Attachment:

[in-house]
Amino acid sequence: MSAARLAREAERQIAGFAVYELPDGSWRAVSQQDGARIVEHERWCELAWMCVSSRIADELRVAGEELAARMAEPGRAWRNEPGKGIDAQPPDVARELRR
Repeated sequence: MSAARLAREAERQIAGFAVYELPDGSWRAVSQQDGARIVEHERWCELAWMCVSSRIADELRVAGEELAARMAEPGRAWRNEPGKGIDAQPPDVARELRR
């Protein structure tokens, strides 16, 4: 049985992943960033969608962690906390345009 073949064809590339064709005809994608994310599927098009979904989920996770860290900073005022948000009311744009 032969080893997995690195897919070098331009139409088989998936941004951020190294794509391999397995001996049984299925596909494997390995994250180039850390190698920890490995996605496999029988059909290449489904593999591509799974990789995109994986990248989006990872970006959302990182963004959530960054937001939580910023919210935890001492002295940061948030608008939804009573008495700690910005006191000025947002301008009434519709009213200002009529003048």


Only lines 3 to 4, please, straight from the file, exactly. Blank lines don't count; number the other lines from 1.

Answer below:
Repeated sequence: MSAARLAREAERQIAGFAVYELPDGSWRAVSQQDGARIVEHERWCELAWMCVSSRIADELRVAGEELAARMAEPGRAWRNEPGKGIDAQPPDVARELRR
């Protein structure tokens, strides 16, 4: 049985992943960033969608962690906390345009 073949064809590339064709005809994608994310599927098009979904989920996770860290900073005022948000009311744009 032969080893997995690195897919070098331009139409088989998936941004951020190294794509391999397995001996049984299925596909494997390995994250180039850390190698920890490995996605496999029988059909290449489904593999591509799974990789995109994986990248989006990872970006959302990182963004959530960054937001939580910023919210935890001492002295940061948030608008939804009573008495700690910005006191000025947002301008009434519709009213200002009529003048």